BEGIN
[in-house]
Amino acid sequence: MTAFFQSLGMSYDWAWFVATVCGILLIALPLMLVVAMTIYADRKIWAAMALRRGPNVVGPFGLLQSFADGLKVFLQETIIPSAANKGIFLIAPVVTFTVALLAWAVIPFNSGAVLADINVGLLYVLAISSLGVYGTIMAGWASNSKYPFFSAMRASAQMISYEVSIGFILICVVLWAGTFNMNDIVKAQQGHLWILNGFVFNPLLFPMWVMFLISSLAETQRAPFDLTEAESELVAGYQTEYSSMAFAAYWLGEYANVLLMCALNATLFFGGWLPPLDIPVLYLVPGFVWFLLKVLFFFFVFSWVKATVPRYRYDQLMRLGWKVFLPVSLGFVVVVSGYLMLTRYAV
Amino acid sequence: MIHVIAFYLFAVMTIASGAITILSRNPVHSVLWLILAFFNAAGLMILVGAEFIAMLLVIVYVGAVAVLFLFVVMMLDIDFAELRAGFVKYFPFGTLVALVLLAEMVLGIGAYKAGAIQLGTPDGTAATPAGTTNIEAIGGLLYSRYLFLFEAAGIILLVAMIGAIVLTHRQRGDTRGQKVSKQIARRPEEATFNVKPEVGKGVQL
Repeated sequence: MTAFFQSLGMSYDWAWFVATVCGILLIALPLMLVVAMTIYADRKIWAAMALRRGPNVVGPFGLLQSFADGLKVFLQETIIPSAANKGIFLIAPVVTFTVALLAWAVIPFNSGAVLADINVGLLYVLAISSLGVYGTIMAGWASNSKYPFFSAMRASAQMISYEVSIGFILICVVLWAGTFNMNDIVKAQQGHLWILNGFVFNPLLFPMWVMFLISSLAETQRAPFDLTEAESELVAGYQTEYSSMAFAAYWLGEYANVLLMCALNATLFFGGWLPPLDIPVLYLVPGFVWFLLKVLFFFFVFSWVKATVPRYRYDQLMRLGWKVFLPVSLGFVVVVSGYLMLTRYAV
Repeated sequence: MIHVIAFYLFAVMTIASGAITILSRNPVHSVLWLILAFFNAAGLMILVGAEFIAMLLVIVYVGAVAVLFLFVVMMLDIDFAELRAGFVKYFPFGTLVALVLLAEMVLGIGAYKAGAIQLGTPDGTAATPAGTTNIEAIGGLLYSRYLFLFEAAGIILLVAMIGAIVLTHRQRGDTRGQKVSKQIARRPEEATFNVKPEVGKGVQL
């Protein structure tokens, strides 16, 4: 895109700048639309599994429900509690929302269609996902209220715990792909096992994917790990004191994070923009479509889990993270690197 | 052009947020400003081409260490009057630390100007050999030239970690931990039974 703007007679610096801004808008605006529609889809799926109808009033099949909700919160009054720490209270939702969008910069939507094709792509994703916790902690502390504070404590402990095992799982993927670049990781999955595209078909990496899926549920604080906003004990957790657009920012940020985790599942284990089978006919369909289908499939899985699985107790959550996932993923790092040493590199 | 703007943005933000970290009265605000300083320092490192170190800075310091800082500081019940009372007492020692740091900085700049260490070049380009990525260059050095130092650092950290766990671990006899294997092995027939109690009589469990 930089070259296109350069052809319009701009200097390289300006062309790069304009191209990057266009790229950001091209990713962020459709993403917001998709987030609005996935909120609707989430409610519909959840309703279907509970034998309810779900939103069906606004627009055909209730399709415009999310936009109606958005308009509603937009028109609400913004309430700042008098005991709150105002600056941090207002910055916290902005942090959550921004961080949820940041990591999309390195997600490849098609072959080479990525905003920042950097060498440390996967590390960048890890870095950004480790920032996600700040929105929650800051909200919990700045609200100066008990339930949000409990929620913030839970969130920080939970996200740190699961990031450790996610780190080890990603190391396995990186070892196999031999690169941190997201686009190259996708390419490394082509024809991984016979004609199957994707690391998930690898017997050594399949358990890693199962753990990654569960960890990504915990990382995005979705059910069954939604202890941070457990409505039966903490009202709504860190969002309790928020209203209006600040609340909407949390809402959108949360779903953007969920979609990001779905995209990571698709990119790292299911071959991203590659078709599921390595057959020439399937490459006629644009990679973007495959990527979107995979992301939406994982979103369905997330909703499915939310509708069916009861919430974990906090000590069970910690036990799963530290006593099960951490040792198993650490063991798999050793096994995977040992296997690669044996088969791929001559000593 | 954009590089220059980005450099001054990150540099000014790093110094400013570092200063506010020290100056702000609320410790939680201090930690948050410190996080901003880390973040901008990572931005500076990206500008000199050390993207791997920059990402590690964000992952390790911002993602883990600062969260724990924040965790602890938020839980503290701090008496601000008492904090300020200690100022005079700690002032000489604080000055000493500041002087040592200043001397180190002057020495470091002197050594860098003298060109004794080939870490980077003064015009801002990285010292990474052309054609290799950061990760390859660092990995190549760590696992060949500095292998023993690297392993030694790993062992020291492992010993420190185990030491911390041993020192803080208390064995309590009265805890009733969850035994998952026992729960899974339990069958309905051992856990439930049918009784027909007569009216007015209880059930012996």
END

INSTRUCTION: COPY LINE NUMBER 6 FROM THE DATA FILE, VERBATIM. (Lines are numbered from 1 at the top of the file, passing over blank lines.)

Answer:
């Protein structure tokens, strides 16, 4: 895109700048639309599994429900509690929302269609996902209220715990792909096992994917790990004191994070923009479509889990993270690197 | 052009947020400003081409260490009057630390100007050999030239970690931990039974 703007007679610096801004808008605006529609889809799926109808009033099949909700919160009054720490209270939702969008910069939507094709792509994703916790902690502390504070404590402990095992799982993927670049990781999955595209078909990496899926549920604080906003004990957790657009920012940020985790599942284990089978006919369909289908499939899985699985107790959550996932993923790092040493590199 | 703007943005933000970290009265605000300083320092490192170190800075310091800082500081019940009372007492020692740091900085700049260490070049380009990525260059050095130092650092950290766990671990006899294997092995027939109690009589469990 930089070259296109350069052809319009701009200097390289300006062309790069304009191209990057266009790229950001091209990713962020459709993403917001998709987030609005996935909120609707989430409610519909959840309703279907509970034998309810779900939103069906606004627009055909209730399709415009999310936009109606958005308009509603937009028109609400913004309430700042008098005991709150105002600056941090207002910055916290902005942090959550921004961080949820940041990591999309390195997600490849098609072959080479990525905003920042950097060498440390996967590390960048890890870095950004480790920032996600700040929105929650800051909200919990700045609200100066008990339930949000409990929620913030839970969130920080939970996200740190699961990031450790996610780190080890990603190391396995990186070892196999031999690169941190997201686009190259996708390419490394082509024809991984016979004609199957994707690391998930690898017997050594399949358990890693199962753990990654569960960890990504915990990382995005979705059910069954939604202890941070457990409505039966903490009202709504860190969002309790928020209203209006600040609340909407949390809402959108949360779903953007969920979609990001779905995209990571698709990119790292299911071959991203590659078709599921390595057959020439399937490459006629644009990679973007495959990527979107995979992301939406994982979103369905997330909703499915939310509708069916009861919430974990906090000590069970910690036990799963530290006593099960951490040792198993650490063991798999050793096994995977040992296997690669044996088969791929001559000593 | 954009590089220059980005450099001054990150540099000014790093110094400013570092200063506010020290100056702000609320410790939680201090930690948050410190996080901003880390973040901008990572931005500076990206500008000199050390993207791997920059990402590690964000992952390790911002993602883990600062969260724990924040965790602890938020839980503290701090008496601000008492904090300020200690100022005079700690002032000489604080000055000493500041002087040592200043001397180190002057020495470091002197050594860098003298060109004794080939870490980077003064015009801002990285010292990474052309054609290799950061990760390859660092990995190549760590696992060949500095292998023993690297392993030694790993062992020291492992010993420190185990030491911390041993020192803080208390064995309590009265805890009733969850035994998952026992729960899974339990069958309905051992856990439930049918009784027909007569009216007015209880059930012996």